Goals Stay The Same But The Method Changes

With personal training it's fun to see the differences between my clients. In general many have the same goal with a few minor differences. Yes the main goal is usually to lose weight and fat and gain muscle, but the secondary goals is what really individualizes a client. Some want  to run a 5K, while others want to run a full marathon. Someone may want to bench press 135 pounds, where others want to compete in the powerlifting competition and bench 350 pounds.

Some of my older clients have been through the reigns before. In their younger days they may have competed in high school or college sports.  They may recall the method in which they used to reach certain fitness and sport goals. Many of those people try to re-create those methods later in life to reach the same goal. Most of the times they fail miserably usually not reaching their goal and adding injury on top of it all.

So immediately they think, "I'm too old, there's no way I can reach my goal anymore. My body just can't take it anymore."

What I try to tell them is that the goal can stay the same, but the method needs to change. Just because a person may be older and have certain ailments and limitations doesn't mean that they have to limit themselves and succumb to those dreadful thoughts of "I can't do this anymore."

So here are a few guidelines that I like to follow when people have the ambitions they had when they were 20, but are no longer.


  1. Decrease Volume- Volume is the total amount of reps and sets you do in a workout. As you get older recovery takes longer, whether it's from injury or recovering from a workout. By limiting your volume in a workout you can recover faster and continue to workout without damaging your body. Besides, all weight training is is breaking down muscle fibers. You need to rest, sleep, and eat properly in order to build those muscle fibers back up. In a typical resistance training program performing total body workouts anyone above the age of 30 can benefit drastically from working out (moderate to high intensity resistance training) about three times a week. If you're following a bodybuilding like style program performing 3 to 4 exercises for each muscle group then hitting each muscle group once per week is plenty for a natural lifter over 30 years of age.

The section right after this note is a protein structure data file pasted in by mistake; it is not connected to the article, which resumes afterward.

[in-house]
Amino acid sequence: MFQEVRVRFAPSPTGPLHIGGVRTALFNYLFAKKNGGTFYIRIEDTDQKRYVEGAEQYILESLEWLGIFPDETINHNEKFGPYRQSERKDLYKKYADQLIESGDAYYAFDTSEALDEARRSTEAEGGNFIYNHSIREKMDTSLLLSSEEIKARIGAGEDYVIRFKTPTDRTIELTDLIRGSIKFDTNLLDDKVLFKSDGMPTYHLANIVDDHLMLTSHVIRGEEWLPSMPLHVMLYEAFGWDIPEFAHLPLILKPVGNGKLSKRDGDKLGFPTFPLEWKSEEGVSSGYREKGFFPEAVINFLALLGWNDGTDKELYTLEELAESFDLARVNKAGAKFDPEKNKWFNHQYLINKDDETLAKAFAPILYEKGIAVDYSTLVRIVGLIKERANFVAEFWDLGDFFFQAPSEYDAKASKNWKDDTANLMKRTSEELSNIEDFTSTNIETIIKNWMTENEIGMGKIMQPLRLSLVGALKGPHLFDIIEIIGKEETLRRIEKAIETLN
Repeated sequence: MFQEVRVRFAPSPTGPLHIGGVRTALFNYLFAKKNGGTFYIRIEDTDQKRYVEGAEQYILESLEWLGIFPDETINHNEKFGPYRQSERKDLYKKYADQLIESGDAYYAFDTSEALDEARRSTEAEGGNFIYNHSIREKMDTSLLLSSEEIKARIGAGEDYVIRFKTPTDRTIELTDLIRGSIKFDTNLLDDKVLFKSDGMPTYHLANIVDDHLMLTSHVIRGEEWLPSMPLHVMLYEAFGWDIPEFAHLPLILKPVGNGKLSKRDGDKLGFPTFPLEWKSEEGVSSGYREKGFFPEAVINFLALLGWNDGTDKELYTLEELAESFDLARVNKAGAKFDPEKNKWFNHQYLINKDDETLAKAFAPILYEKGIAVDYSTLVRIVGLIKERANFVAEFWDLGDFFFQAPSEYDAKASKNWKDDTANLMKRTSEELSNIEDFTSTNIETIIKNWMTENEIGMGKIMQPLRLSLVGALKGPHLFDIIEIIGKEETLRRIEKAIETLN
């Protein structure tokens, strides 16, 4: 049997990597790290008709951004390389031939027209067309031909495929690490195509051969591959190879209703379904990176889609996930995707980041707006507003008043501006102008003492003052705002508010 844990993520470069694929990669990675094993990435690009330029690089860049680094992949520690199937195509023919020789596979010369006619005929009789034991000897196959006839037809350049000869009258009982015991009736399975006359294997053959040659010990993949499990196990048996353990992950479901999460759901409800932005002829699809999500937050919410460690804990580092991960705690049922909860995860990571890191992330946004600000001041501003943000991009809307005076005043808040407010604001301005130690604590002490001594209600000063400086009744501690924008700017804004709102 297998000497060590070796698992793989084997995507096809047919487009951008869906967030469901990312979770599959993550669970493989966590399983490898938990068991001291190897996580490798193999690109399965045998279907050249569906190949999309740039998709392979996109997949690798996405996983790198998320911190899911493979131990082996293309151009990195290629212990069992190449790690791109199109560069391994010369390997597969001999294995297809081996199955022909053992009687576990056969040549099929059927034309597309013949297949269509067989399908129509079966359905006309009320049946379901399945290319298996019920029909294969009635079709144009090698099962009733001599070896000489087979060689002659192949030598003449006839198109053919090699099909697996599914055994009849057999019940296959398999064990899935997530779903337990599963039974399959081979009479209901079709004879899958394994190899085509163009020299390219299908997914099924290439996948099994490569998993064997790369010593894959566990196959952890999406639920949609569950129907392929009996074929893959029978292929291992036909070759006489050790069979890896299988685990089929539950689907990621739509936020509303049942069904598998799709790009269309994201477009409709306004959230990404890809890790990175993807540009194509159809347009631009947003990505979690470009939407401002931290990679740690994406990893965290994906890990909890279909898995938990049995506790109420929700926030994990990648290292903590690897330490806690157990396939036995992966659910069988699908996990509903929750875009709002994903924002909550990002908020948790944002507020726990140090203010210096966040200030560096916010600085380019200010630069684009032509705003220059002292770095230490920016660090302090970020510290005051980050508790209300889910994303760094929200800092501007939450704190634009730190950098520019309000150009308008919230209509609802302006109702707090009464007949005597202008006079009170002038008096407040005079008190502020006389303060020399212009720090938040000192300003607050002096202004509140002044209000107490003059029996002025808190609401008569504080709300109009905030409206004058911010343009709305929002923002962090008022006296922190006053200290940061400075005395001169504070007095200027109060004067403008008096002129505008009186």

The stronger you become or are, then even less volume should be performed. Stan Efferding, a world record powerlifter and IFFB Profesional bodybuilder has stated numerous times how when he would squat 405 pounds for reps he could squat multiple times a week. However, weeks where he would squat above 700 pounds he saw better results if he would then take off for 2 weeks before squatting again that heavy. Did I mention Stan broke many powerlifting records and also won his pro bodybuilding card after the age of 40. www.stanefferding.com

  2. Increase Mobility Drills- If I was writing this blog 10 years ago when I was first starting out as a trainer I would probably have zero posts about mobility and flexibility. Now that I myself am a little older in age about 20% of my posts have to deal with mobility or flexibility. The importance of this as you age amplifies. It's a must to do mobility drills and body weight movements such as air squats lunges and push-ups almost daily. The body weight movements and mobility drills lack the intensity other forms of resistance training has therefore you could perform them everyday and not overload your overall volume.

  3. Nutrition- When I played high school and college football the main goal was just to eat as many calories as I possibly could. When you're that young and you're practicing and working out that much your body will metabolize almost anything and you look great. When you hit that magic switch around 30 to 35 years old nutrition better be high on your priorities. If you're lacking in any area, macronutrients or micronutrients you'll feel the effects. Proper nutrition does not just help with weight loss and weight management, but with muscle, brain, and organ function. We have all experienced this. When you eat healthy you think clearer and your muscles and bones ache less. This obviously will have a positive effect on you reaching your fitness goals. Eating your greens or a "green" supplement and eating quality omega 3's is a must as you age.

  4. Ego-Lastly when you step into the gym you must check the ego at the door. When you're a teenager or in your 20's you'll maybe get away with putting maximum weight on the bench press to show off for the gym crowd. Forget what you did in your 20! Heck,. forget even what you did last week! Everyday is a new day and you can't let your ego get in the way. Dial in your inner yogi and live in the now and check the ego at the door. Mind muscle connection should be priority number 1! Not how much weight is on the bar. Are you actually activating the muscle you are suppose to be with the exercise you are performing?

With these for aspects in mind I've seen many people I've trained between 30 to 80 years old reach their lofty fitness goals and surpass some of the achievements earlier in their fitness life. Remember you may not need to change your goal, but you may need to change the method in which you use to reach that goal.

Have a great week,

Mark Radio

Mark Radio, Body Elite GM and Personal Trainer

Mark Radio, Body Elite GM and Personal Trainer

Mark Radio is the General Manager of Body Elite. He graduated from Bloomsburg University in 2008 with a bachelors degree in Exercise Science. He is a certified nutritional counselor through AFPA. Mark enjoys working with all types of clients from any skill level. Mark tailors programs to your skill level and goals, putting an emphasis on strength training, high intensity cardio, and eating “real” food to get BE clients to where they want to be.